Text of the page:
I learned to see the behavior from the perspective of a younger mind. This new perspective made all the difference in my teaching. It was clear that it was my responsibility to teach what it means to be a member of a learning culture.  Teaching requires an understanding of the child's perspective and their reasoning. This teaching will allow the child to internalize the learning and make a choice based on the learning and the consequence of their choice. This gives the student agency. I am embarrassed to admit that it wasn't until I put the clips away that I realized teaching behavior is just like teaching academic skills and strategies. I also began to see the clips were a crutch for me. The clips allowed me to extinguish  temporarily stop a behavior, again and again and… 
As  I flip through Openning Minds I find many more points I want to reflect on here in the blog, but I also know that many of you have stopped reading. This is already to long for a single post. I want to say, maybe I will continue to reflect in a later post, but we all know what happens when we set ourselves up like this.


  1. Deb,
    So glad you decided to post today. Like you, Johnston gave me much to think about in terms of establishing classroom community and helping kids manage their behavior. I was in the classroom last year, after many years as a coach. I had used a clip type system previously, but knew I didn't want to use one with my fourth graders. I was glad I hadn't, but there were definitely some days… As I read Johnston, I reflected a lot on that group of kids. Wish I could have them again as fifth graders. There was a lot that went well, but there was definitely stuff I would do differently! I'll be anxious to read how this year, after reading OPENING MINDS, starts off.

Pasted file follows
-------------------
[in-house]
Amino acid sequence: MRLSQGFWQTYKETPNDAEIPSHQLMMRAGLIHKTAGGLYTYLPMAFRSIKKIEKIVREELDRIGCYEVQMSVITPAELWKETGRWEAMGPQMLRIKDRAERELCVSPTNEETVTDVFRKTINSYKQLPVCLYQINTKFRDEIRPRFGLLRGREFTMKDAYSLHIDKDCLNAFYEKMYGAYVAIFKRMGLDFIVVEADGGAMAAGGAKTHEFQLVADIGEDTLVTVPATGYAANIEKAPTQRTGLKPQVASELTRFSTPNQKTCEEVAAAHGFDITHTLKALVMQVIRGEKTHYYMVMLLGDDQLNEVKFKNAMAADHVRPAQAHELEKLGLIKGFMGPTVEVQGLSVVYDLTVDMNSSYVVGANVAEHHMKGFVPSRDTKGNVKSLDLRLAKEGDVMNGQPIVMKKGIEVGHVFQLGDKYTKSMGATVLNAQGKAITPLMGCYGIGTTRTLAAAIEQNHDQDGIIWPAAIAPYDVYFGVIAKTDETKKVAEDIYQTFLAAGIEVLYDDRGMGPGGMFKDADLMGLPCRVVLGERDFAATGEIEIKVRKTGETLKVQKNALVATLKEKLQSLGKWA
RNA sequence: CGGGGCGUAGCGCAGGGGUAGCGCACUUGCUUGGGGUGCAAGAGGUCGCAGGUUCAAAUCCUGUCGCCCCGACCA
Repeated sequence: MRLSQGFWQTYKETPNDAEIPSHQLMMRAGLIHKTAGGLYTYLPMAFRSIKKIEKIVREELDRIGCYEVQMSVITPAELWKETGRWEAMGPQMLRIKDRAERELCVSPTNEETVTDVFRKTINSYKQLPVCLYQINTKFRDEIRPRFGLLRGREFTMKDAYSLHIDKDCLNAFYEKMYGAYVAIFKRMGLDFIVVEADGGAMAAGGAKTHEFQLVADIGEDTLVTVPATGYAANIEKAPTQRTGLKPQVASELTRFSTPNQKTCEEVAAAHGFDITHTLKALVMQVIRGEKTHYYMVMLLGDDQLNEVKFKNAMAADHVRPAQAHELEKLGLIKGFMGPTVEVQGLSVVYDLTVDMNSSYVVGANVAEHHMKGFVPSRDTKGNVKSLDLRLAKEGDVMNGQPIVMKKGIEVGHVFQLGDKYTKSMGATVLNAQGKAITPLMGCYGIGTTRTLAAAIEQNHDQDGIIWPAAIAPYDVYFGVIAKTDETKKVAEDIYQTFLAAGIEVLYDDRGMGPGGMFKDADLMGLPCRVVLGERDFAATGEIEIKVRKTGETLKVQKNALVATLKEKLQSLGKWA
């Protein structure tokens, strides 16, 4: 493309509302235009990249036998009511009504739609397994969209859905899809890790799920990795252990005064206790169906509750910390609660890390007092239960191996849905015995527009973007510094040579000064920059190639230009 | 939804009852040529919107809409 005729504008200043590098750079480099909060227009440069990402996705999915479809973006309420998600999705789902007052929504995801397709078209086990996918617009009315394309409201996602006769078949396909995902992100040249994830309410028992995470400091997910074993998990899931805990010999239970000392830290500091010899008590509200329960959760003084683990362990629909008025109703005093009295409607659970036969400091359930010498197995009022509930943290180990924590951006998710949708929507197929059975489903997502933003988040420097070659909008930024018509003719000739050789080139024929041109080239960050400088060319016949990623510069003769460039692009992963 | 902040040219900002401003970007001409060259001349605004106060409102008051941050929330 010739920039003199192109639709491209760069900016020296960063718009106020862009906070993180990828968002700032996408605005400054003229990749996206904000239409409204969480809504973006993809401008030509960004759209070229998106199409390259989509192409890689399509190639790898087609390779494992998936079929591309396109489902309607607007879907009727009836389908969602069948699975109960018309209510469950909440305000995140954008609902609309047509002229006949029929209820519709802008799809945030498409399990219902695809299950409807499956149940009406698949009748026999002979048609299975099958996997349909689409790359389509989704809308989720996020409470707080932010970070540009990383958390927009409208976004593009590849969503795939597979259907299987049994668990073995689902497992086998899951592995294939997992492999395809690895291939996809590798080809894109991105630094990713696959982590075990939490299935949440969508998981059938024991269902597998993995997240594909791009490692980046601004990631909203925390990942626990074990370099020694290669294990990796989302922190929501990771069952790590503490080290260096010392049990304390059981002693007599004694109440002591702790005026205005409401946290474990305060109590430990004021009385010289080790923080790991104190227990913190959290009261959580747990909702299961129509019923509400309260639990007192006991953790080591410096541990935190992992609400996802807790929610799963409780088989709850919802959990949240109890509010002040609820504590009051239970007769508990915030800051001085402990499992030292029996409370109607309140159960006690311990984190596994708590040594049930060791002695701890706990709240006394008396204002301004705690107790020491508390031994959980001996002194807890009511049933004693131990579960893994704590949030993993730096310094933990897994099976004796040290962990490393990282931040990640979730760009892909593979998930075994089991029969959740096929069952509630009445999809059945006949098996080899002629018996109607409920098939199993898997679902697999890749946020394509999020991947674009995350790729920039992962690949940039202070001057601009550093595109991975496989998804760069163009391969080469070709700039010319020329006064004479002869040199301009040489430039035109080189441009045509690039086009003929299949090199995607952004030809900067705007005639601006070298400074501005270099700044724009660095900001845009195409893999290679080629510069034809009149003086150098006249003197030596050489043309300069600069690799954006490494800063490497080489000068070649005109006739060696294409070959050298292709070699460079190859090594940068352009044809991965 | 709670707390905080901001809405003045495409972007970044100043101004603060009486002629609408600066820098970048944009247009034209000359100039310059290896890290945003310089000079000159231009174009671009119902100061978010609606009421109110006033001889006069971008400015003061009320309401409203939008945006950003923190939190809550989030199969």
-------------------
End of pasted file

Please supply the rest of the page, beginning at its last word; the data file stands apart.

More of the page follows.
1. Carol~
      Isn't it nice to have the summer to look back on your year, weed out what worked, what needs refined and plan to make it happen! You know what Peter Johnston says,.. Fix it. Learn from it. Some how this makes it all seem so easy!
      What works one year isn't a promise for next year. The classroom dynamic is sure to be different, but knowing now what I know about the strength and power of language and the "crutch of the clips" I plan to continue to be clip free community rich in explicit language that values you process and hard work.

  2. Deb,

    I am so happy that you have joined us. I appreciated your thoughtful description of getting rid of your clip system. My favorite phrase from this description was: "teaching behavior is just like teaching academic skills and strategies". This is such an important idea to think about and create an action plan for.